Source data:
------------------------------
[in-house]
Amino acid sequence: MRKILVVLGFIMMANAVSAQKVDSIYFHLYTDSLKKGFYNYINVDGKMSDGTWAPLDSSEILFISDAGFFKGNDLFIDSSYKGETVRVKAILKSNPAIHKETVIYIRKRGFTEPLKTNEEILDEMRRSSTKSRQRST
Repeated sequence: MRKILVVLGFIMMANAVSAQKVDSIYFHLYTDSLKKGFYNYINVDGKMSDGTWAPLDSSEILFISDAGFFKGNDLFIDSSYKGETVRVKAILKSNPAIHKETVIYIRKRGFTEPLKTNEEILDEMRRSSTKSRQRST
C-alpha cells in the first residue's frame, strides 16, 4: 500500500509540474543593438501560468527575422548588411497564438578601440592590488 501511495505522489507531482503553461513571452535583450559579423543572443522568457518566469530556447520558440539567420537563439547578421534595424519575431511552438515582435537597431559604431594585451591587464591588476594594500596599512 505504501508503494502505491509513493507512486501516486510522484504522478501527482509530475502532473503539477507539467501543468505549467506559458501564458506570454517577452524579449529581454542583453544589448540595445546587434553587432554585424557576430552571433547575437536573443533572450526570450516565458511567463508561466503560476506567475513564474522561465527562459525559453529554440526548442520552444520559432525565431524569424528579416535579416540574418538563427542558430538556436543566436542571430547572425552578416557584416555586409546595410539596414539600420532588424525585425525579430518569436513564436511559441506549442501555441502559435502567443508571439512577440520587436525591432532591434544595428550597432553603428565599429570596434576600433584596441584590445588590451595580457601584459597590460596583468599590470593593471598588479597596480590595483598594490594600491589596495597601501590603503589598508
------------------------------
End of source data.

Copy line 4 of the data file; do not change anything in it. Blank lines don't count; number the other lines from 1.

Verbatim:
C-alpha cells in the first residue's frame, strides 16, 4: 500500500509540474543593438501560468527575422548588411497564438578601440592590488 501511495505522489507531482503553461513571452535583450559579423543572443522568457518566469530556447520558440539567420537563439547578421534595424519575431511552438515582435537597431559604431594585451591587464591588476594594500596599512 505504501508503494502505491509513493507512486501516486510522484504522478501527482509530475502532473503539477507539467501543468505549467506559458501564458506570454517577452524579449529581454542583453544589448540595445546587434553587432554585424557576430552571433547575437536573443533572450526570450516565458511567463508561466503560476506567475513564474522561465527562459525559453529554440526548442520552444520559432525565431524569424528579416535579416540574418538563427542558430538556436543566436542571430547572425552578416557584416555586409546595410539596414539600420532588424525585425525579430518569436513564436511559441506549442501555441502559435502567443508571439512577440520587436525591432532591434544595428550597432553603428565599429570596434576600433584596441584590445588590451595580457601584459597590460596583468599590470593593471598588479597596480590595483598594490594600491589596495597601501590603503589598508